Who is not familiar with little Laura Ingalls, who lived in a series of little houses? Whose childhood memories don’t include either the series of “Little House” books or the spin-off television series “Little House on the Prairie”?
Our books were blue-clad paperbacks illustrated by Garth Williams. My sister and I adored them, moving the books back and forth through the narrow strip of light shining into our room from the hall light as we read illicitly after bedtime. We loved them so much the spines started breaking and the pages got torn. Occasionally, we’d end up having to wait for the other to finish a volume so we could read it. Eventually, we’d check them out of the library to ensure that there’d always be a copy for both of us. Years later, I’d remember the insufficiency of just one set and would stockpile volumes as I found them at used stores, garage sales, and the library book sale. I left a set at my parents and still have two in my own home.
Laura’s story is a part of my story.
As a child, I was never too much interested in how much of the story was true and how much was invented. I didn’t worry about whether Laura was its true author or whether her daughter Rose wrote her mother’s stories for her. The important thing was that the story was authentic, not that it was true.
Honestly, although I’ve read a fair number of biographies of Wilder and have heard some of the theories, I’ve still never been much concerned with where the Little House books deviate from factual occurences. The books are sold as fiction – I don’t expect them to be completely accurate.
But I was curious when Laura’s heretofore unpublished autobiography Pioneer Girl was published last year. I was eager to hear Laura’s story from an adult perspective, a nonfiction take instead of a fictionalized version, in Laura’s own words instead of mediated by Rose. Having heard that the book was a large one, I figured I’d wait until the holds died down at the library (I don’t relish being forced to finish a book in 14 days, as I would if I requested it while it was new.) But then I read Janet’s review and knew I wanted to read it ASAP. I searched on Amazon, figuring I’d just buy it for myself – but the price put me into shock and I placed a request at my library anyway.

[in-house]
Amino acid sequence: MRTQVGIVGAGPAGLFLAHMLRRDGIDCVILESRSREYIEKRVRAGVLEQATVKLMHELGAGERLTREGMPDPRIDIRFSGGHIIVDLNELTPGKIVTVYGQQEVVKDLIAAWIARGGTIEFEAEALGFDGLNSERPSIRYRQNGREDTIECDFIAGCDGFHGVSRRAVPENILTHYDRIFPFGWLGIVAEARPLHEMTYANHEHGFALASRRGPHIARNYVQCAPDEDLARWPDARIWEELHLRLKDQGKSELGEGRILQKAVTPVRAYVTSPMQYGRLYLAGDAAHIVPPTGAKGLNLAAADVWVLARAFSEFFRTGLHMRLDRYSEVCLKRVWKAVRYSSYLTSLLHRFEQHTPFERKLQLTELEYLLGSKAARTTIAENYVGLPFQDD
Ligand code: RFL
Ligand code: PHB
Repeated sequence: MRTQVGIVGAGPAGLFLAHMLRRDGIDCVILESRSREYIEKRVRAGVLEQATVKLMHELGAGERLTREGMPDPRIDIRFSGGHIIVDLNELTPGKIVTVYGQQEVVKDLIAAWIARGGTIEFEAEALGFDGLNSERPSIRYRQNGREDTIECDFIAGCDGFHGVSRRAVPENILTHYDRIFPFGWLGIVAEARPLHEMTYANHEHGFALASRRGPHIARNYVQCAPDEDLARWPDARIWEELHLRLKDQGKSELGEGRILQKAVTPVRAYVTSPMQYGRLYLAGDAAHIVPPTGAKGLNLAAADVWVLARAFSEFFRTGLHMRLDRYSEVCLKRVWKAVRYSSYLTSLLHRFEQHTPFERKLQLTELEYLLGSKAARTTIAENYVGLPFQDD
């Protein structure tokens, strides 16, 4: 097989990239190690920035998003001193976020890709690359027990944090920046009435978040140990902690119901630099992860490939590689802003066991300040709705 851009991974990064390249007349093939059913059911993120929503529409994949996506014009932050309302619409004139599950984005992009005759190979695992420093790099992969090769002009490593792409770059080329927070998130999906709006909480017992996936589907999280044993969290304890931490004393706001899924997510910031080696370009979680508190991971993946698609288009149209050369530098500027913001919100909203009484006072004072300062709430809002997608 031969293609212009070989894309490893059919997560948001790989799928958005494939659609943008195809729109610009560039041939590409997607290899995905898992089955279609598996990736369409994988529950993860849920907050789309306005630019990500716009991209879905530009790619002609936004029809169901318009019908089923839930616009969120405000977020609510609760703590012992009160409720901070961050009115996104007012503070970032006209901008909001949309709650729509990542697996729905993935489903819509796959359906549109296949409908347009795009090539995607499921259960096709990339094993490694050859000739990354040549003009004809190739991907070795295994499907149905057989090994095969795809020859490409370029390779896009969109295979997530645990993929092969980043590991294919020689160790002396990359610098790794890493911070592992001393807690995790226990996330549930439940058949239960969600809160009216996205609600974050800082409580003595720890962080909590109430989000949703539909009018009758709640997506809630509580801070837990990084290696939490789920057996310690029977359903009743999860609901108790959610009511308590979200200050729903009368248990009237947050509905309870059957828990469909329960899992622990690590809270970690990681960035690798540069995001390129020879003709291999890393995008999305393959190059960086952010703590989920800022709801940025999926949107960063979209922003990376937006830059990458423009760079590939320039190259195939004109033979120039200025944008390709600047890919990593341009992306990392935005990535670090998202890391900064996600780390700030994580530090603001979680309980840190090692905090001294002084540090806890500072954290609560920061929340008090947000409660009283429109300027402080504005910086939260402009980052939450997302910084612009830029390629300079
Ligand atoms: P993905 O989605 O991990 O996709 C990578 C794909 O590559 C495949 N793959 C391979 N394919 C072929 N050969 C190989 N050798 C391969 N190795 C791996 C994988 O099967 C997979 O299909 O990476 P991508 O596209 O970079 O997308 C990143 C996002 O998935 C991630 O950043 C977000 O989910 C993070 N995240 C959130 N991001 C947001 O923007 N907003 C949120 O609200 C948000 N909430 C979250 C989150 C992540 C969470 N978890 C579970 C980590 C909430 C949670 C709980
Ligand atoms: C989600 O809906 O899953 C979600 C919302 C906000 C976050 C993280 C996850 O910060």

I shouldn’t have been worried about the time. When my request came through, I devoured the 370 pages in 3 days.
If I had been worried that Rose had written the novels for her mother, I wouldn’t be anymore. Laura’s voice is the same. If I had been worried that the novels took liberties with the facts, I wouldn’t be anymore. The story is recognizable from one version to the next. Yes, Laura abbreviated episodes, combined people, and rearranged the timeline somewhat in her novels (as well as leaving out a particularly dark year of the family’s life) – but the episodes are unchanged in essence.
Just the autobiography is worthwhile for fans of the “Little House” series. Reading this adult proto-version of Laura’s story adds depth and flavor to the novels we read as children. But the autobiography isn’t all this volume contains. This was published as an “annotated” autobiography, with at least as many words worth of footnotes as words of autobiography. The editor has commented on the different versions of the stories, on corroborating genealogical and census data, on sources of referenced songs or poems or books.
This is a treasure-trove for Little House fans – a glimpse into how the adult Laura viewed and interpreted her childhood, into how Laura’s authorial voice grew throughout the writing of different editions of Pioneer Girl and into the Little House books, into the reality of pioneer life. Fans should definitely read it.
Rating: 4 stars
Category: Autobiography with extensive historical annotations
Synopsis: Laura Ingalls Wilder’s autobiography, written for adults, that she later adapted into the famous “Little House” series for children. This autobiography comes with meticulously researched historical annotations from Pamela Smith Hill of the South Dakota Historical Society.
Recommendation: Fans of Laura Ingalls Wilder should definitely read this. If “Little House” didn’t play a role in your childhood, skip this (but get familiar with the Little House books by all means!)